Joining his Lord in Heaven; Lawrence Allen Carter, born November 3rd, 1928 died Sunday May 16th, 2010. He is survived by his wife Ruthie Ann Carter, his two daughters Cherie Carter and Cher Wada Koenig, his son-n-law James M. Koenig, his four grandchildren Carter and Harrison Fulhorst and Thomas and Katelyn Wada and by many friends, new and old.
Larry, being an orphan and not knowing his heritage, traveled from Maryland ultimately settling down and starting his own family in Nampa Idaho. There he worked for a variety of well known companies. He started at a young age at The Dewey Palace Hotel, eventually working for Armour Packing House and Pharmaceuticals, the Salvation Army, and for the College Church of the Nazarene.
Later on moving his family up to Idaho City, Idaho where he built and managed The Sluice Box store.
Larry was a kind soul, always being the first to offer a bed and a meal to anyone in need; simply because it was the right thing to do. He was also a jokester and always loved to make people giggle. He took pride in being able to get a smile from the harshest of people. He would often dawn a funny hat, or wig in an attempt to make someone’s day a little brighter.
He was never a drinker, nor a smoker, nor a drug user. He was a hard worker, having learned his work ethic from his younger days. In 1996 and at the age of 67 when his store, The Sluice Box, burned down he personally began to build it back and between 1996 and 2005 created the masterpiece that stands there today.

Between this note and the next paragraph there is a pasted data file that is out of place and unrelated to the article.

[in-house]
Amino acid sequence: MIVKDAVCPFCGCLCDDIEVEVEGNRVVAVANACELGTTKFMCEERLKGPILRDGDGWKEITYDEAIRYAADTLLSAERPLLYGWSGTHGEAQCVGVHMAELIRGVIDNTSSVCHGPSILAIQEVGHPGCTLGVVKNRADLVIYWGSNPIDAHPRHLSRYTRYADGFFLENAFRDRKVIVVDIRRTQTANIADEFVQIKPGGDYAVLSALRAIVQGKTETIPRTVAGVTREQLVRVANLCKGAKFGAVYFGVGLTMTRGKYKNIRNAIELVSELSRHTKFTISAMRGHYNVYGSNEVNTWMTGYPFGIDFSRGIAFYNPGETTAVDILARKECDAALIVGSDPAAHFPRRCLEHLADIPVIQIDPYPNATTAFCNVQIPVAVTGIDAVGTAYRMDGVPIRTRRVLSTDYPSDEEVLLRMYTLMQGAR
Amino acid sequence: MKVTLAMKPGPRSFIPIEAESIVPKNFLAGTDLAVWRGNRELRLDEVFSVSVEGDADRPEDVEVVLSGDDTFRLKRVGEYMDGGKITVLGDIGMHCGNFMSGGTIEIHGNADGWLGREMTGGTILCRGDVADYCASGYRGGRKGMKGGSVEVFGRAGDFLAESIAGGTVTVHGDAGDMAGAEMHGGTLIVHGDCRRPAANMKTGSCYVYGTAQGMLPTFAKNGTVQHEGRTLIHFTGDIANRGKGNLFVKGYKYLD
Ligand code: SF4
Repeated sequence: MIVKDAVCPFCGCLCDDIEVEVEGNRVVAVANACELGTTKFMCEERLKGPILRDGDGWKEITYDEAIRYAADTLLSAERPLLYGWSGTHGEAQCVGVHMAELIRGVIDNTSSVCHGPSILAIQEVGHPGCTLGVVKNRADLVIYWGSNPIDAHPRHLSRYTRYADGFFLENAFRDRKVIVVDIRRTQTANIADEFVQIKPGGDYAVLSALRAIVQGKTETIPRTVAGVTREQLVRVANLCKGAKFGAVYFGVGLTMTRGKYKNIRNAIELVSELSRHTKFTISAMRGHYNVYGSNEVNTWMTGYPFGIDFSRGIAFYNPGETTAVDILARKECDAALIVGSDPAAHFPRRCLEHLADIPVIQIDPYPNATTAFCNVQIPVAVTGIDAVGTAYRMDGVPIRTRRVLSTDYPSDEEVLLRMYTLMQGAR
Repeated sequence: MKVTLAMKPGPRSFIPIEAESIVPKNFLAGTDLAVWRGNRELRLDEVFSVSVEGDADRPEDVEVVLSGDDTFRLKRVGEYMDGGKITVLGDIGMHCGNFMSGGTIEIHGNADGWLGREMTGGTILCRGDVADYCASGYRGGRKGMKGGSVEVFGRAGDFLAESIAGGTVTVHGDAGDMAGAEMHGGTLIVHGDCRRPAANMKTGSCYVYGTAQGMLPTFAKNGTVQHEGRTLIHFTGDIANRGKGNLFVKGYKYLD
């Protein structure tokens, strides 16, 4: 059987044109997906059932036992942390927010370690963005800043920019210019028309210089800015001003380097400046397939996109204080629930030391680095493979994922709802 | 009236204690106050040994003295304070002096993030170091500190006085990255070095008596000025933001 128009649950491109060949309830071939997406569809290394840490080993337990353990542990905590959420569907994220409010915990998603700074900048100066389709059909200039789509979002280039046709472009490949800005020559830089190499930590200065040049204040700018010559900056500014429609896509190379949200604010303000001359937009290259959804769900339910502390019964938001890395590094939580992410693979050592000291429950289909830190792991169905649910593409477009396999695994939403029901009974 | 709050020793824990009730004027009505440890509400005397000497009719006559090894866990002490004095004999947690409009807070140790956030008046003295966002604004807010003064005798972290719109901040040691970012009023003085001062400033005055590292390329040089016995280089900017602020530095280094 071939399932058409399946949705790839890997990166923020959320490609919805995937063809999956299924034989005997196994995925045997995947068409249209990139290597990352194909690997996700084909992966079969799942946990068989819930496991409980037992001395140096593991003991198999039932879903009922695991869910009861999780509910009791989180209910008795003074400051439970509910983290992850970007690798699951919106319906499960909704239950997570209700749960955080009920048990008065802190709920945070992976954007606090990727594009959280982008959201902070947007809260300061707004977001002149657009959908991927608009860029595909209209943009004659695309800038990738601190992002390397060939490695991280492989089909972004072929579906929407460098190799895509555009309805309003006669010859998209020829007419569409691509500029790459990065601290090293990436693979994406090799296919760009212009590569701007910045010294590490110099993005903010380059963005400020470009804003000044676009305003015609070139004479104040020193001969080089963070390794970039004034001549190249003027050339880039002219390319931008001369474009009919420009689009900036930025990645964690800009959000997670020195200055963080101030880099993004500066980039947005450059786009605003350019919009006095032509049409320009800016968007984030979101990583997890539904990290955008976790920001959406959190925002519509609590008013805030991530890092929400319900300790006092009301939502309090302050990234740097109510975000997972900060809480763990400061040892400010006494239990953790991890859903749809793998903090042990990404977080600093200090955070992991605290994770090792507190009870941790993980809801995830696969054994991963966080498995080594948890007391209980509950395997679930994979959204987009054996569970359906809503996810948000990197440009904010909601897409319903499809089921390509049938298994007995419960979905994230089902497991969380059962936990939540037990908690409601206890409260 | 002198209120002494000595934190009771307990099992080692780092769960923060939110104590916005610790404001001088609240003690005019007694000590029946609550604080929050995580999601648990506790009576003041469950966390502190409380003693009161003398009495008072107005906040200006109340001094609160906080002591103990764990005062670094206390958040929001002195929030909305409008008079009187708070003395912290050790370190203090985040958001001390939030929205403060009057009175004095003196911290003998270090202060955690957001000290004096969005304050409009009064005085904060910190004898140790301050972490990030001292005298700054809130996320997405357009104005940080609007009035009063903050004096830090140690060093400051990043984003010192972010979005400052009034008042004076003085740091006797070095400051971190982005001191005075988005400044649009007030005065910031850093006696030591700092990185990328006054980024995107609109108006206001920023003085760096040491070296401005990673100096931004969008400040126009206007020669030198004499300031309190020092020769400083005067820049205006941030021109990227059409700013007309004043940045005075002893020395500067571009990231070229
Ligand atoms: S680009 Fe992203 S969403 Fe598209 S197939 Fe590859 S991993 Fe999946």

He used to have several sayings; one of which was “use your head for more than a hat rack”. Larry believed in being smart and in having common sense and in not wasting what the good Lord gave you. Another saying was that he deserved a medal (he’ll giggle about this mention). He always told it like it was, but usually with a grin and a giggle.
To people that knew him well; they will say that he is a prince among men and that they don’t make men like him anymore and about how much he loved his wife, his daughters and his grandkids. To people that knew him a little; they will comment on his sense of humor and his generosity.
Larry was truly a blessed man and if you ever had the honor of meeting him; you are a better person for it. (Here’s your medal Larry!)
For being how most of us only dream of being...